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Civil War Harper's Weekly, November 16, 1861

This site features online, readable versions of the Harper's Weekly newspaper published during the Civil War. These issues are full of incredible Civil War content, including stunning wood cut images and stories written by eye-witnesses to the historic events of the war. Reading these original newspapers yields insight into the war that simply can not be obtained in any other way.

(Scroll Down to see entire page, or Newspaper Thumbnails will take you to the page of interest.)

 

Lincoln and Scott

Abraham Lincoln and Winfield Scott

Scott's Resignation

General Scott's Resignation

McClellan Takes Command of Union Army

McClellan Takes Command of Union Army

Sherman on the Wabash

General Sherman on the Wabash

Civil War Scouts

Scouting Party

Missourie

War in Southwestern Missouri

Slave Hunters

Slave Hunters

Cotton Planter

Cotton Planter Cartoon

Union Navy

The Union Navy

Battle of Springfield

Battle of Springfield Missouri

Siegel Crossing the Osage

General Siegel Crossing the Osage River

Army Beef

Army Beef on the Long Bridge

 

 

HARPER'S WEEKLY.

[NOVEMBER 16, 1861.

732

BRIGADIER-GENERAL KELLEY, OF VIRGINIA.
[FROM A PHOTOGRAPH FURNISHED BY MR. G. ANTHONY, OF NEW YORK.]

BRIGADIER-GENERAL A. McDOWELL McCOOK.
[SKETCHED BY MR. H. MOSLER.]

GENERAL KELLEY.

WE publish above a portrait of the gallant GENERAL KELLEY, of Virginia, whose recent exploit at Romney we noticed last week. General Kelley is a native of New England, who settled in Western Virginia some twenty years since, and became a wealthy and a leading citizen. When the war broke out he at once volunteered, and obtained the command of the First Virginia Regiment. At the battle of Philippi he was severely wounded, and for some time his life was despaired of. He has since recovered, and is doing gallant service again under the Stars and Stripes. He is now in command at Romney.

GENERAL McDOWELL McCOOK.

BRIGADIERcGENERAL A. M'DOWELL M'COOK, whose portrait we publish above, was born in Columbiana County, Ohio, April 22, 1831, was appointed to West Point in 1848, and graduated in 1852. He was appointed Brevet Second Lieutenant in the Third Infantry, and ordered to the Department of New Mexico. He took an active part in all the prominent Indian campaigns in that department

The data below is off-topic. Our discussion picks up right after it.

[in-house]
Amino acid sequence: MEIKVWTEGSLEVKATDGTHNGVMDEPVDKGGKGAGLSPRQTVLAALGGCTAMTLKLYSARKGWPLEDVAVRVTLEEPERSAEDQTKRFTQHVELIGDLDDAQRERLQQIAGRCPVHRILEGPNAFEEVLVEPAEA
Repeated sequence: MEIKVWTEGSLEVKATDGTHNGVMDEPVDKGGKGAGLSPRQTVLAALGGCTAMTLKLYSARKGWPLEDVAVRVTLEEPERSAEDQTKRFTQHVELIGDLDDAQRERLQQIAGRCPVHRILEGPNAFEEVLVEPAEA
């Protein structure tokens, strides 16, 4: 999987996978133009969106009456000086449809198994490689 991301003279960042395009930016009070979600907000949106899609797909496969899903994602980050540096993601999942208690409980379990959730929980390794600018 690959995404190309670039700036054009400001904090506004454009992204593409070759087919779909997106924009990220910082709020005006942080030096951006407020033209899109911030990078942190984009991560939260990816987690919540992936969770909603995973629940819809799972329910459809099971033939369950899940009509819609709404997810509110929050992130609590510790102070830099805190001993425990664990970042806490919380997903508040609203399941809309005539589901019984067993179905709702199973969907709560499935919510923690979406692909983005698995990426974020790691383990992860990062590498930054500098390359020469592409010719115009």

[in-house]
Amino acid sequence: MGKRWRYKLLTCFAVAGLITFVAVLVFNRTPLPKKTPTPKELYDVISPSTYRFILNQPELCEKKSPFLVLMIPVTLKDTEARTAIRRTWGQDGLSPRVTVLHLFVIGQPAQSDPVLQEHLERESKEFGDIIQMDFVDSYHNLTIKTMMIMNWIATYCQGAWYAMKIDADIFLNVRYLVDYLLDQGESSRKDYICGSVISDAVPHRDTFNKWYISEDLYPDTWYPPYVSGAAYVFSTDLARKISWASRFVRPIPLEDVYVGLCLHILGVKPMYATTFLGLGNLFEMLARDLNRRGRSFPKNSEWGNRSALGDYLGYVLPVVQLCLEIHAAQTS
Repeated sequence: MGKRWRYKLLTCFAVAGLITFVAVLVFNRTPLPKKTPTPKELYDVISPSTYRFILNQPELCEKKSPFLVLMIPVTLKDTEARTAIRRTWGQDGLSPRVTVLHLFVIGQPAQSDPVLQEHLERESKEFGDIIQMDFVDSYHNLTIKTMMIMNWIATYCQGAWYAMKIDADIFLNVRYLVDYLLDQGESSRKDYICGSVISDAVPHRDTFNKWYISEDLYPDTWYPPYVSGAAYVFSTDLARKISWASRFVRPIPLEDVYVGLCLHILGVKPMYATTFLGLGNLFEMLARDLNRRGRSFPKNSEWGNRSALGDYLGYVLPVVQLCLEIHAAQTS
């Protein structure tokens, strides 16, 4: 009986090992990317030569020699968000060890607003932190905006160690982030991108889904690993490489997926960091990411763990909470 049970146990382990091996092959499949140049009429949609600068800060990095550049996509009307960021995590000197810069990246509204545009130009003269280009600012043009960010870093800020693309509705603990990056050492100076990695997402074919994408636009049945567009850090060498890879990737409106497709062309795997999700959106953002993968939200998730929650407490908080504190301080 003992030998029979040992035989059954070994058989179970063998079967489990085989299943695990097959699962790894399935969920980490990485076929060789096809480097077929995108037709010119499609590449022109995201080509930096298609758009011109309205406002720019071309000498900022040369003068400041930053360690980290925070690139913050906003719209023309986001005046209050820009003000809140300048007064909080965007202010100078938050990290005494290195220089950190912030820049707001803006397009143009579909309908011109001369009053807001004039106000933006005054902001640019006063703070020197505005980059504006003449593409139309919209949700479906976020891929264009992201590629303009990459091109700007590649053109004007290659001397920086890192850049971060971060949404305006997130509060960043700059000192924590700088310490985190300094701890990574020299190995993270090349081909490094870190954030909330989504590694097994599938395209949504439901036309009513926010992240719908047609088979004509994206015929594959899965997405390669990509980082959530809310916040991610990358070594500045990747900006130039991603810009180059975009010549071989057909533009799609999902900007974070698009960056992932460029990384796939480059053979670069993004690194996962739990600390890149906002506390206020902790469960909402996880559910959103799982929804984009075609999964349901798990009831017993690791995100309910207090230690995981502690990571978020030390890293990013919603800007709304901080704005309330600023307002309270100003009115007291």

up to February, 1858, when he was ordered to West Point, where he served as principal assistant instructor in infantry tactics, and also in the art of war, until the fall of Sumter. He then applied for permission to take the field, and was ordered to his native State to muster in volunteers for the three months' service. On his thirtieth birthday he was elected and commissioned Colonel of the First Ohio Volunteers. He commanded this regiment at the battle of Bull Run, where it formed part of Schenck's brigade. He returned to Ohio with the regiment, mustered it out of the service, and recruited it again at Dayton, Ohio. He was appointed Brigadier-General of Volunteers September 3, 1861, and ordered to the Department of the Cumberland, and he now commands the advance in front of Buckner.

He has five brothers in the army, a sixth having been killed at the battle of Bull Run. One of them is Colonel of the Ninth Ohio, now in active service in Western Virginia.

SLAVE-HUNTERS IN TROUBLE.

ONE of our Missouri correspondents, Mr. Bill D. Travis, has sent us the sketch which we reproduce

Bird's Point, Missouri, by entering the camp and kidnapping negroes, under the pretense that they were runaway slaves. They had been turned out of camp once or twice, and warned not to return. One day in October they were, nevertheless, discovered in the camp of the Twenty-second Illinois Regiment ; they even attempted to carry off an unfortunate negro whom they pronounced to be a slave, but who protested that he was free. The soldiers attempted to argue the point, but were brutally denounced by the slave-hunters as " bloody abolitionists," negro thieves, etc. This sort of thing at last roused the Illinois boys beyond bearing, and they proceeded to punish the foul-mouthed rascals. Our correspondent thinks, no doubt justly, that their career might have been cut abruptly short had not the noise of the affray reached the ears of Colonel Dougherty, who immediately had the slave-hunters sent out of camp under guard of a file of soldiers. They are not likely to be caught there again.

It is one thing to make rules for the guidance of Generals, and another to get our troops to execute them. When General Sherman gets down

into the South, and is molested by night attacks from the rebels, led by negro guides. we fear that all the rules in the world will not suffice to persuade his troops to aid or tolerate any way " hunters for slaves."

A SCOUTING PARTY.

WE publish on page 726 a very striking illustration of one of the most exciting duties which now devolve upon our troops—scouting. Every day each brigade, and often each regiment, sends out a small party of tried soldiers under an officer selected for his courage and coolness, to ascertain what, if any, changes have taken place in the position of the enemy. The duty is one of no inconsiderable danger, as the enemy's sharp-shooters are always on the look-out for such expeditions, and, lying concealed in thickets, not unfrequently manage to shoot several of the scouts before they are detected. At and near Fortress Monroe these scouting expeditions have proved unusually disastrous, having cost many valuable lives. The very danger and enterprise of the duty, however, renders it attractive to young soldiers and to ambitious subalterns.

TWO SLAVE-HUNTERS EXPELLED FROM THE CAMP OF THE TWENTY-SECOND ILLINOIS VOLUNTEERS AT BIRD'S POINT, MISSOURI.-[SKETCHED BY MR. BILL TRAVIS.]

General Kelley
General McCook
Slave Hunters

 

 

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